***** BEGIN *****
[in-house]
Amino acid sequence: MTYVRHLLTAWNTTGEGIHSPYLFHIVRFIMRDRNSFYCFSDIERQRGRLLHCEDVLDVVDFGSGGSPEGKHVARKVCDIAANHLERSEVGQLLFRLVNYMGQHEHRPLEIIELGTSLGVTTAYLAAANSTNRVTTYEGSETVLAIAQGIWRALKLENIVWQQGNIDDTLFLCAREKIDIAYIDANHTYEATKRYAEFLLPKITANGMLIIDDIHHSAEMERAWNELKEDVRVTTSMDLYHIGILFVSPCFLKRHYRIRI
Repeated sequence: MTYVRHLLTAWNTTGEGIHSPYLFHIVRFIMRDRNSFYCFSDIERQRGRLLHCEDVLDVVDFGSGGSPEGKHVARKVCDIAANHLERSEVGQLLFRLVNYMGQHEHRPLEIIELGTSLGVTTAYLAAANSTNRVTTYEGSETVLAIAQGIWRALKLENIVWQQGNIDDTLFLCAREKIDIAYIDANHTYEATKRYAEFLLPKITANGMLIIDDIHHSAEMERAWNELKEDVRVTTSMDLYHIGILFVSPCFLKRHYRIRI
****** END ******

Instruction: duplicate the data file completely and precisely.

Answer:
[in-house]
Amino acid sequence: MTYVRHLLTAWNTTGEGIHSPYLFHIVRFIMRDRNSFYCFSDIERQRGRLLHCEDVLDVVDFGSGGSPEGKHVARKVCDIAANHLERSEVGQLLFRLVNYMGQHEHRPLEIIELGTSLGVTTAYLAAANSTNRVTTYEGSETVLAIAQGIWRALKLENIVWQQGNIDDTLFLCAREKIDIAYIDANHTYEATKRYAEFLLPKITANGMLIIDDIHHSAEMERAWNELKEDVRVTTSMDLYHIGILFVSPCFLKRHYRIRI
Repeated sequence: MTYVRHLLTAWNTTGEGIHSPYLFHIVRFIMRDRNSFYCFSDIERQRGRLLHCEDVLDVVDFGSGGSPEGKHVARKVCDIAANHLERSEVGQLLFRLVNYMGQHEHRPLEIIELGTSLGVTTAYLAAANSTNRVTTYEGSETVLAIAQGIWRALKLENIVWQQGNIDDTLFLCAREKIDIAYIDANHTYEATKRYAEFLLPKITANGMLIIDDIHHSAEMERAWNELKEDVRVTTSMDLYHIGILFVSPCFLKRHYRIRI